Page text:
Malayalam, the mother tongue of Keralites, is widely considered the hardest language to learn. But, this was not a barrier for Mudad Revathi. She had been learning Malayalam for some time under the state-wide ‘Changathi’ programme, an initiative of the Kerala State Literacy Mission Authority to impart Malayalam
Thiruvananthapuram: Mudad Revathi, a migrant labourer, hailing from Odisha, mastered Malayalam in a short span of time and scored 100% in a Kerala literacy exam.
Malayalam, the mother tongue of Keralites, is generally considered the hardest language to learn because it has many tongue twisters. However, this was not a barrier for Revathi, an employee of a garment-making unit in the IT hub Technopark in Thiruvananthapuram.
Revathi scored 100% in the special examination conducted by the state-run Kerala State Literacy Mission Authority (KSLMA).
The 100-marks exam was activity oriented, focusing on reading, writing and arithmetic skills.
Revathi had been learning Malayalam for some time under the state-wide 'Changathi' programme, an initiative of the KSLMA to impart Malayalam and basic education among migrant labourers who arrived in Kerala seeking greener pastures.
She, along with several other migrant workers from different states, recently wrote the exam, the results of which were announced on Monday.
“I tried to spend at least two hours to learn Malayalam every night after work,” Revathi said.
Besides her, Viki Kumar, a worker from Bihar, also scored 100%, a KSLMA release said.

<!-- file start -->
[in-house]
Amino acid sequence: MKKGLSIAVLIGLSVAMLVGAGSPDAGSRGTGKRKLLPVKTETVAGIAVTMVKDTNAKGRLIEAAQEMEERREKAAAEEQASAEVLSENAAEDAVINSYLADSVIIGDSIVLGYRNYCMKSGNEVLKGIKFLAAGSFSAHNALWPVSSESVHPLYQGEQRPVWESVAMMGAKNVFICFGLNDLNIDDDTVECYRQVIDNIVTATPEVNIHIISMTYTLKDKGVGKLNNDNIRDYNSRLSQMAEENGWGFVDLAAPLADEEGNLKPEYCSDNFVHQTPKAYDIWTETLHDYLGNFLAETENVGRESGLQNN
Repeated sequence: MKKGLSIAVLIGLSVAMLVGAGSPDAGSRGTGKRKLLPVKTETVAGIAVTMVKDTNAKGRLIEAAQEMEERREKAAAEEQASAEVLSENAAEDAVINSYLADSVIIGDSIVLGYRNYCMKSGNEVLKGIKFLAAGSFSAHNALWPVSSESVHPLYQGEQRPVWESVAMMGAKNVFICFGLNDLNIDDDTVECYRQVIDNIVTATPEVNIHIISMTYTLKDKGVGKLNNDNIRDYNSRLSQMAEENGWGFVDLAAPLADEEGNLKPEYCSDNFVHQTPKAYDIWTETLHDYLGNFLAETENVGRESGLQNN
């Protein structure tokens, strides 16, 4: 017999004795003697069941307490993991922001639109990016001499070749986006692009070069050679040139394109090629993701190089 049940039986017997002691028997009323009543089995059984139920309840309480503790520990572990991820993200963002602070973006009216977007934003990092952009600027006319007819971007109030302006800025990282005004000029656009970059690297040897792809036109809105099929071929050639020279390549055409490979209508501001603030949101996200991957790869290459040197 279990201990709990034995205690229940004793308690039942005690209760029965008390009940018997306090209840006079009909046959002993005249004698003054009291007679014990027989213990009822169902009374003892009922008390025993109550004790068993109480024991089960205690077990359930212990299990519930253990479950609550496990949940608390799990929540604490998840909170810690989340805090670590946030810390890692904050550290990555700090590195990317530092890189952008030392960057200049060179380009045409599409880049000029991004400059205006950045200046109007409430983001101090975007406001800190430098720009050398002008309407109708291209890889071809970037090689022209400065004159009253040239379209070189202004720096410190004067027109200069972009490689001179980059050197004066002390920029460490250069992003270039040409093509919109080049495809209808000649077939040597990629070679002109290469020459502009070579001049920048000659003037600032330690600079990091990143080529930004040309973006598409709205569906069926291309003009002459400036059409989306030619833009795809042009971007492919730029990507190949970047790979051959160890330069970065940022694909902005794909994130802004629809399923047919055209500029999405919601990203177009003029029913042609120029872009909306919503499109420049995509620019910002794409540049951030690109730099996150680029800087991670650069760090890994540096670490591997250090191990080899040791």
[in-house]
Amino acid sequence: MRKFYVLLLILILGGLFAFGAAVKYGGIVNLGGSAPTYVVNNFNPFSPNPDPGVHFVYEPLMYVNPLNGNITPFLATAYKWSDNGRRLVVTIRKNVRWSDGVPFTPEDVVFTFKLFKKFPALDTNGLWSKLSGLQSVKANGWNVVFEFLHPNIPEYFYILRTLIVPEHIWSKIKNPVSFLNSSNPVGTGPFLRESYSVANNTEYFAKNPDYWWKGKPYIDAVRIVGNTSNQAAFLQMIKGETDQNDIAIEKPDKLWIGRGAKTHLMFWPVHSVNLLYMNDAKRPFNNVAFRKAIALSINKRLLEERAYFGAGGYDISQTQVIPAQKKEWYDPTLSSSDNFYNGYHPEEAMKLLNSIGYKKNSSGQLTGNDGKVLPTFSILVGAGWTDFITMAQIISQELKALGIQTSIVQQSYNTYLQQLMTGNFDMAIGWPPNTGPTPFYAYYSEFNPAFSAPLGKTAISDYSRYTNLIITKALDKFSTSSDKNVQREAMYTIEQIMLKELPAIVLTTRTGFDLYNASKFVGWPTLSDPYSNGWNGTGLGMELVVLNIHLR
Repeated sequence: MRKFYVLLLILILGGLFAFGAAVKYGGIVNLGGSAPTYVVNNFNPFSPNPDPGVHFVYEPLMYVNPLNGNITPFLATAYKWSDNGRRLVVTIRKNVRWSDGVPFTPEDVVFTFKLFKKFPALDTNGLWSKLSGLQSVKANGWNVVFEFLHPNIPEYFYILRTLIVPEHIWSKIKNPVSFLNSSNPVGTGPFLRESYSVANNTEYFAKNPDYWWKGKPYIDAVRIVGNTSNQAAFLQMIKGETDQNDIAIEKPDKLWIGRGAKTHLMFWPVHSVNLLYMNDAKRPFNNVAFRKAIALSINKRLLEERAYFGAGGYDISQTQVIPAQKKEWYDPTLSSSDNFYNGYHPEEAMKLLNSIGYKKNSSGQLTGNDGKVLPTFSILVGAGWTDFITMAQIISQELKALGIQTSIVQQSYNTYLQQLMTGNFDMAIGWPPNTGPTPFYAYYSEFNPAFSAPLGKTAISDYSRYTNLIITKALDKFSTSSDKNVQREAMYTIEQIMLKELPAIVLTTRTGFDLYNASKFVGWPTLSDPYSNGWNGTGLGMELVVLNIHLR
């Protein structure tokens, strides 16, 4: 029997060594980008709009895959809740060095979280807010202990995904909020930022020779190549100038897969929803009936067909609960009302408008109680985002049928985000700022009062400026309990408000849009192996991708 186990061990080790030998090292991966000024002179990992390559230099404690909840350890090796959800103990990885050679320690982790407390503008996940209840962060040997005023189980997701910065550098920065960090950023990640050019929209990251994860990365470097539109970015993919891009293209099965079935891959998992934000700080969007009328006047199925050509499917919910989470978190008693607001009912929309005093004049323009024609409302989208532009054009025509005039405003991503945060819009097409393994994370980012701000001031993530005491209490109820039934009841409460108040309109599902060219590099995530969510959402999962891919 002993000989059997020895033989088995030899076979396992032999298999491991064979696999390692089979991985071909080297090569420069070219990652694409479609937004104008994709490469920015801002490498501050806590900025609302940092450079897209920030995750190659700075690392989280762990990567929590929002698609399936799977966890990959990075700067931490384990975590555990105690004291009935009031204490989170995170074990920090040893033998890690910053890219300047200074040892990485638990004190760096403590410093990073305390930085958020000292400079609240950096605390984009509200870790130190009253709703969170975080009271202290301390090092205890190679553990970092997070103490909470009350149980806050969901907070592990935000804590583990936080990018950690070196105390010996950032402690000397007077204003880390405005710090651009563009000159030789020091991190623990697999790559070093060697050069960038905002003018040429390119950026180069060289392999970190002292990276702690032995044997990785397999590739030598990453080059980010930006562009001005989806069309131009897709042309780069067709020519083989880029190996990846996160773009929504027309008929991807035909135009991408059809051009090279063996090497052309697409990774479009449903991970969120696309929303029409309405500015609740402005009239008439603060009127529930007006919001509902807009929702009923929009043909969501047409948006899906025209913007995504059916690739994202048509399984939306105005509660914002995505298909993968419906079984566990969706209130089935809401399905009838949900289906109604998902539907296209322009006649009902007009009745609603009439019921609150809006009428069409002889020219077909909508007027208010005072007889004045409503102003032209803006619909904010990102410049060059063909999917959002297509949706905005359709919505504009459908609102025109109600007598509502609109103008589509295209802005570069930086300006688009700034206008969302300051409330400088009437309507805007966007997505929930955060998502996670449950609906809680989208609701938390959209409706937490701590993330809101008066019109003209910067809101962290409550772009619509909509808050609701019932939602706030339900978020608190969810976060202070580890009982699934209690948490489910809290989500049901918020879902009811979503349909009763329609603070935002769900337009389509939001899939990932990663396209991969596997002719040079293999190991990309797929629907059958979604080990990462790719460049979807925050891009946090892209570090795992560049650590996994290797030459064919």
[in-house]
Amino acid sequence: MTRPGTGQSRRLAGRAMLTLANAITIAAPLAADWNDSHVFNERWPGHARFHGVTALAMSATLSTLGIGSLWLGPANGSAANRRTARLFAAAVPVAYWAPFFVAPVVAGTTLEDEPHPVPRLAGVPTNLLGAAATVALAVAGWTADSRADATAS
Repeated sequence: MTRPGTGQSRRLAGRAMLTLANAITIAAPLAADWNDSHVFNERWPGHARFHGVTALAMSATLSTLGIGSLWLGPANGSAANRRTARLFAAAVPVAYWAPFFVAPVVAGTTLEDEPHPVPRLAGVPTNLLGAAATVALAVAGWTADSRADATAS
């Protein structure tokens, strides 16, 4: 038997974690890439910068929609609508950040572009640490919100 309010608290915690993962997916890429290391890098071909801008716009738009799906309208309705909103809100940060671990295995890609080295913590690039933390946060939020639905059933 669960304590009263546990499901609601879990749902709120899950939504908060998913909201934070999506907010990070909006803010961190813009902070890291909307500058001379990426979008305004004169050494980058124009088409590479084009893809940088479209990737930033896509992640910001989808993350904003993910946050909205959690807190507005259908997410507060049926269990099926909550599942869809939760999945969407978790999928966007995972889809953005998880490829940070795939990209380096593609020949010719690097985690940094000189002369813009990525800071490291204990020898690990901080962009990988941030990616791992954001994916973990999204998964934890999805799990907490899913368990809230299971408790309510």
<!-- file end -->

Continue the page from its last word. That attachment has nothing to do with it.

Proving that age is no barrier for learning, 90-year-old Mythili, a native of a fishing hamlet in Kozhikode, has secured full marks as part of the ‘Aksharasagaram’, another flagship initiative of the KSLMA to eradicate illiteracy among fisher folk in the state.
Recently, 96-year-old Karthyayani Amma, who set a record with Kerala state literacy mission’s results of the Class 4 equivalent examination, was gifted a laptop by state education minister C Raveendranath. She had scored 98 out of 100 in the exams under the 'Aksharalaksham' project.
Besides ‘Changathi’ and ‘Aksharasagaram’, the mission has also conducted examinations under the ‘Navachetana’ and ‘Samagra’ programmes, envisaged to educate backward classes and the tribal community respectively, the release added.
A total of 8,605 neo-literates have won various examinations under different projects, KSLMA director, PS Sreekala said.
With inputs from PTI
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Last Updated Dec 11, 2018, 5:49 PM IST